Qur'anic Sciences


The very name alchemy as well as its derivative chemistry comes from the Arabic al-kimiya. The Muslims mastered Alexandrian and even certain elements of Chinese alchemy and very early in their history, produced their greatest alchemist, Jabir ibn Hayyan (the Latin Geber) who lived in the 8th century. Putting the cosmological and symbolic aspects of alchemy aside, one can assert that this art led to much experimentation with various materials and in the hands of Muhammad ibn Zakariyya al-Razi was converted into the science of chemistry.

To this day certain chemical instruments such as the alembic (al-anbiq) still bears their original names and the mercury-sulphur theory of Islamic alchemy remains as the foundation of the acid-base theory of chemistry. Al-Razi's division of materials into animal, vegetable and mineral is still prevalent and a vast body of knowledge of materials accumulated by Islamic alchemists and chemists has survived over centuries in both East and West. He used alcohol as an antiseptic in the 10th century. For example the use of dyes in objects of Islamic art ranging from carpets to miniatures or the making of glass have much to do with this branch of learning which the West learned completely from Islamic sources since alchemy was not studied and practiced in the West before the translation of Arabic texts into Latin in the 11th century.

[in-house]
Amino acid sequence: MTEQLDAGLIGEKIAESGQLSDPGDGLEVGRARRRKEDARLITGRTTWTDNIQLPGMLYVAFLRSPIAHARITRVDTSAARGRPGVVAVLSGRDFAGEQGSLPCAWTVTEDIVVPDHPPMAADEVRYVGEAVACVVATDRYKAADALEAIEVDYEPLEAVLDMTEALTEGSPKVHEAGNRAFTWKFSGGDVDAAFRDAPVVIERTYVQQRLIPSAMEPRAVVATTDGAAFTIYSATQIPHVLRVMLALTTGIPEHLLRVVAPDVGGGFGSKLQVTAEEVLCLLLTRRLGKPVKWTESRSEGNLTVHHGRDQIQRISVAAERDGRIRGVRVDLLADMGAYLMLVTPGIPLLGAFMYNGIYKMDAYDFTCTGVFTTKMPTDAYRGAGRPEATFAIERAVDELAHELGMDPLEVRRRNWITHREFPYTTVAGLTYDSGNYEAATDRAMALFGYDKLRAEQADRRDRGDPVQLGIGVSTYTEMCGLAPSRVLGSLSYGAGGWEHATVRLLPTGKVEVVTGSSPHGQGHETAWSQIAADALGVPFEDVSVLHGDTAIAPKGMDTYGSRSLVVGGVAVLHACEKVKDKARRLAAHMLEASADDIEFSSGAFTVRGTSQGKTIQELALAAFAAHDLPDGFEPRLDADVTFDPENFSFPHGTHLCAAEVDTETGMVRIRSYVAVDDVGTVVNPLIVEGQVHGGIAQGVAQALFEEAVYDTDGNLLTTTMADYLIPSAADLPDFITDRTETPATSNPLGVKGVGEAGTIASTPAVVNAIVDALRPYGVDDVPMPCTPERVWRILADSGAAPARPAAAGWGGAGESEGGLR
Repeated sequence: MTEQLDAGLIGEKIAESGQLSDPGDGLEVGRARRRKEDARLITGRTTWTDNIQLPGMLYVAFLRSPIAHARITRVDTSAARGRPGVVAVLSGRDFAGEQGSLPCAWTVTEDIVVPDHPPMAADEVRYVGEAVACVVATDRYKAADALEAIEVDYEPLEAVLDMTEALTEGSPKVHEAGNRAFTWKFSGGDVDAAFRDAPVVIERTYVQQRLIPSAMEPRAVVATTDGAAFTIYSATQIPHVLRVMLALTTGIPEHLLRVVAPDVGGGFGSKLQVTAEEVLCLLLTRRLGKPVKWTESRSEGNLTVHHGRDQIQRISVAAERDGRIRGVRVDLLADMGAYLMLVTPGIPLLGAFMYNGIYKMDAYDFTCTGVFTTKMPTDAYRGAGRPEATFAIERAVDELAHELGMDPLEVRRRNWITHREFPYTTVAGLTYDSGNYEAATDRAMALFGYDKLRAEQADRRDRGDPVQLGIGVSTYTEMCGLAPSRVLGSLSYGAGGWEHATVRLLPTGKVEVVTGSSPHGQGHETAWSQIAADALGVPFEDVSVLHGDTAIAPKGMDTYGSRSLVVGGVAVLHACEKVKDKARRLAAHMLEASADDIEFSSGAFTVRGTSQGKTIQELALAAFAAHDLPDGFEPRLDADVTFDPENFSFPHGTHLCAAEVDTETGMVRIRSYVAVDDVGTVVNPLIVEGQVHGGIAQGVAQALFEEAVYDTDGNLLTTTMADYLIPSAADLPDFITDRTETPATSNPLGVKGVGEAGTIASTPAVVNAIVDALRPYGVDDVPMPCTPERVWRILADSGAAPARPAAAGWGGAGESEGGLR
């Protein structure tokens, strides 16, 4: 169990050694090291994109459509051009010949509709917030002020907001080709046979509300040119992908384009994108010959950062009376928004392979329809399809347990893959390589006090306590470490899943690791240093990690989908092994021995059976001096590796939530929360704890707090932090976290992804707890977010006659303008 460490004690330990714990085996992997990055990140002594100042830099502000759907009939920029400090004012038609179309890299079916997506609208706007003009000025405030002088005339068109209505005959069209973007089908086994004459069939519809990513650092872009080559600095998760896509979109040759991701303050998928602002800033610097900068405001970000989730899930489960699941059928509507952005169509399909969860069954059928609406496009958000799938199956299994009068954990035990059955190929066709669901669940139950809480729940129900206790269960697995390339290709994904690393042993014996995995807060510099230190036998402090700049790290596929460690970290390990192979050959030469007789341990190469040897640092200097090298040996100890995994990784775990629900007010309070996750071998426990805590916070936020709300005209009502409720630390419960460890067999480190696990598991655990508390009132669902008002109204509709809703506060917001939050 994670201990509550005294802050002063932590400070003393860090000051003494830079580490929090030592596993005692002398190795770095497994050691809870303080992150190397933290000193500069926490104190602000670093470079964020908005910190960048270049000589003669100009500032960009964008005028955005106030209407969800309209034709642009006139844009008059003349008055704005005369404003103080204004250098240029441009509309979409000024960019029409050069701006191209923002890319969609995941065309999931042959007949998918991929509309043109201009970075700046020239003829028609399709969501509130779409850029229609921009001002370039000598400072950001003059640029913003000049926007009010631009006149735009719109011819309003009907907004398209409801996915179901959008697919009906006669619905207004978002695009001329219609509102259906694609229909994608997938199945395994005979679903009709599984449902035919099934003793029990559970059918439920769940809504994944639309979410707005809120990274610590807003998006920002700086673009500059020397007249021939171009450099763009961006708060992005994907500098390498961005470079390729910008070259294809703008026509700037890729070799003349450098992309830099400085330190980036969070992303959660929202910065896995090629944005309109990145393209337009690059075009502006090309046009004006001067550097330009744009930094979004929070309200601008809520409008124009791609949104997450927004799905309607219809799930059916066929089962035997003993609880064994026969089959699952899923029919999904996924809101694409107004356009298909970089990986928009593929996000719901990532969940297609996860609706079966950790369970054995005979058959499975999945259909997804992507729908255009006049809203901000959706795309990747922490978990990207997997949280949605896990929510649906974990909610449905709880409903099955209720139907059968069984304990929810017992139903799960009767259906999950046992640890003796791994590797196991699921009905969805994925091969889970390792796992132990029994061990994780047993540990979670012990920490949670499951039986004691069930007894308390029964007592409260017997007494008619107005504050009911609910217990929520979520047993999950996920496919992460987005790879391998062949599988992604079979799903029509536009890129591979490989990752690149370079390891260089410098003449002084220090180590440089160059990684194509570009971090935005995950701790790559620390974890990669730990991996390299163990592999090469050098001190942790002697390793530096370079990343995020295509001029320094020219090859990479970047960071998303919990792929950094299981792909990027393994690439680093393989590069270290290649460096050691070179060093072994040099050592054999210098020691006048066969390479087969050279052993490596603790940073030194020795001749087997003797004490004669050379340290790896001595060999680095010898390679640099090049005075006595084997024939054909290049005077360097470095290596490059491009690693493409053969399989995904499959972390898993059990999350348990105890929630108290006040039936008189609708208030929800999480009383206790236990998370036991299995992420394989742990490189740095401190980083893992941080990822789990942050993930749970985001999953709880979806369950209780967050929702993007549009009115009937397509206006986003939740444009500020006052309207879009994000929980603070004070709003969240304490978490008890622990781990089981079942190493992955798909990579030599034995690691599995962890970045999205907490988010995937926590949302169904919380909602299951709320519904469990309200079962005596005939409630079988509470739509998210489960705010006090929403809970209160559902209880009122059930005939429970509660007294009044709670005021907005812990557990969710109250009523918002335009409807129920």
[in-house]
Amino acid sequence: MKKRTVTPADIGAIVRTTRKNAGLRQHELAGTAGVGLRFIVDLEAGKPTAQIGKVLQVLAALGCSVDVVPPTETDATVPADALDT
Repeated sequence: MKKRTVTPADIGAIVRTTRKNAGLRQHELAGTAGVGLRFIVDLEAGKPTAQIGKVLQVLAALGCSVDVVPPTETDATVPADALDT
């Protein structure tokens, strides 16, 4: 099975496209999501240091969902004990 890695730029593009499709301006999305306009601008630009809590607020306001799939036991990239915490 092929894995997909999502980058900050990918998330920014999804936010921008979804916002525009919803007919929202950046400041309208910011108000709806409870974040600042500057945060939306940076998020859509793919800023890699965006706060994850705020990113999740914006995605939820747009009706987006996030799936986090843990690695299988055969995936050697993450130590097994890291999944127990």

The Islamic Bulletin
P.O. Box 410186, San Francisco, CA 94141-0186

June / July 1992
Dul-Hijjah 1412
Note from the Editors
Letters to the Editor
Italy turns to Islam
The Hajj
Dietary Laws
Quranic Miracles
Qur'an and Science
The Kid's Corner
Why I Embraced Islam
Women in Islam
The Prophet Ishaq (Isaac)
Stories of the Sahabah
Teachings of the Prophet